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Evening colleges order of the day

india Updated: Jul 04, 2012 02:33 IST
Shaswati Das

With most seats in day colleges already taken, students who have not been able to make the cut so far, are making a mad dash for evening colleges.

The third cut-off list shows that seats in many popular Humanities courses are still available in evening colleges.

Moti Lal Nehru, PGDAV, Ram Lal Anand and Zakir Husain colleges still have vacant seats in courses such as BA (Programme), Economics (Hons), History (Hons) and Political Science (Hons). The cut-off percentage for these courses is between 45 and 91.

“This year, evening colleges are getting a very good response. In our college, we have over-admitted students by 30% and have filled up nearly 850 seats,” Deepak Malhotra, principal, Dyal Singh College (evening) said, adding, “An evening college is just as good as a morning college, as the faculty and opportunities are exactly the same.”

For most students, however, evening colleges are still the second choice.

“I had hoped to pursue History (Hons) at one of the morning colleges, but the cut-offs were too high. Now, I’ve taken admission in an evening college for the same course. I didn’t want to opt for a course such as BA Programme just because I was getting a seat in a popular college,” said Sambhav Shukla, an aspirant.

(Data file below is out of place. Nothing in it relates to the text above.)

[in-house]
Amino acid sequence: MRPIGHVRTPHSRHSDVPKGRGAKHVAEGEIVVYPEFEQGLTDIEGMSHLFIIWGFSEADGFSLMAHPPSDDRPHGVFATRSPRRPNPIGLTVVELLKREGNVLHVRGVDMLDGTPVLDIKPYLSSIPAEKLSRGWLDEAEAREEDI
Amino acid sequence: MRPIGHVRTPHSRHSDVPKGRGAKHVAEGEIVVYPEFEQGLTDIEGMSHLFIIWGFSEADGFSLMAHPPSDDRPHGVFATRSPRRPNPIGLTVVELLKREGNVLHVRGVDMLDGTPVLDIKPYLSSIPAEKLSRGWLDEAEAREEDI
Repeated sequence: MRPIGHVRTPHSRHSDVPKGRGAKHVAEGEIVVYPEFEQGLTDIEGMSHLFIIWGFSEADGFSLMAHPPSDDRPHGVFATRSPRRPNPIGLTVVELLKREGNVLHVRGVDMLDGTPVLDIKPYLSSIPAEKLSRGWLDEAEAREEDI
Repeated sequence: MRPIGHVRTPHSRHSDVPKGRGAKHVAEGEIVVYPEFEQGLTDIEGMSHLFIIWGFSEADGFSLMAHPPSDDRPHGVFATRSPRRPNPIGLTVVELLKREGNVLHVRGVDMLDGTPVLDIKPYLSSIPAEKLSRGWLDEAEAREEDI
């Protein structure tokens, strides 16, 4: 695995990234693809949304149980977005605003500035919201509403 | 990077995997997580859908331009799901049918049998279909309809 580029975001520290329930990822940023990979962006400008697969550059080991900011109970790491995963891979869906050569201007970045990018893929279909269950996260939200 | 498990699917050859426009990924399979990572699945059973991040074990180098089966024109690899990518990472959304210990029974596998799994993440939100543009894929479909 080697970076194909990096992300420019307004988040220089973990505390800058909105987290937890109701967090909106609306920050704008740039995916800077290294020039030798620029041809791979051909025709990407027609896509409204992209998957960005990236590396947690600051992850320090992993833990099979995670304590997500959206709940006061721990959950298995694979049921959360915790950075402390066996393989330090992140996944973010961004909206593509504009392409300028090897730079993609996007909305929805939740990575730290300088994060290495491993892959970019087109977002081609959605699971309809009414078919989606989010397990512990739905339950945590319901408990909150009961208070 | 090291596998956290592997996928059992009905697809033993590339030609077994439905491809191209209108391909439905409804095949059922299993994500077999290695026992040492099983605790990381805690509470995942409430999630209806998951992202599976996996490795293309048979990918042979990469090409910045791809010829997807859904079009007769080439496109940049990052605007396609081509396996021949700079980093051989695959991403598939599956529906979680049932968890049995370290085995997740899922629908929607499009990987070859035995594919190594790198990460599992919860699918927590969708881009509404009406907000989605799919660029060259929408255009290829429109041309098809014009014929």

The situation, however, is diametrically opposite for science students. Even though some colleges such as Sri Venkateswara College, Hansraj and Hindu have seats left in the popular science courses, there are very few takers.

“We received only one admission each in Chemistry (Hons), Botany (Hons) and Biological Sciences, and two admissions in Zoology (Hons),” said VCS Rao, media coordinator, Sri Venkateswara College.

Students claimed that the marginal reduction in cut-offs was proving to be a dampener.

“If every subsequent cut-off list sees only a marginal reduction in percentages, it defeats the purpose of bringing out an additional list. We are hoping that there is at least another 1% reduction in science cut-offs in colleges that still have seats left,” said Vivek Ahuja, an aspirant.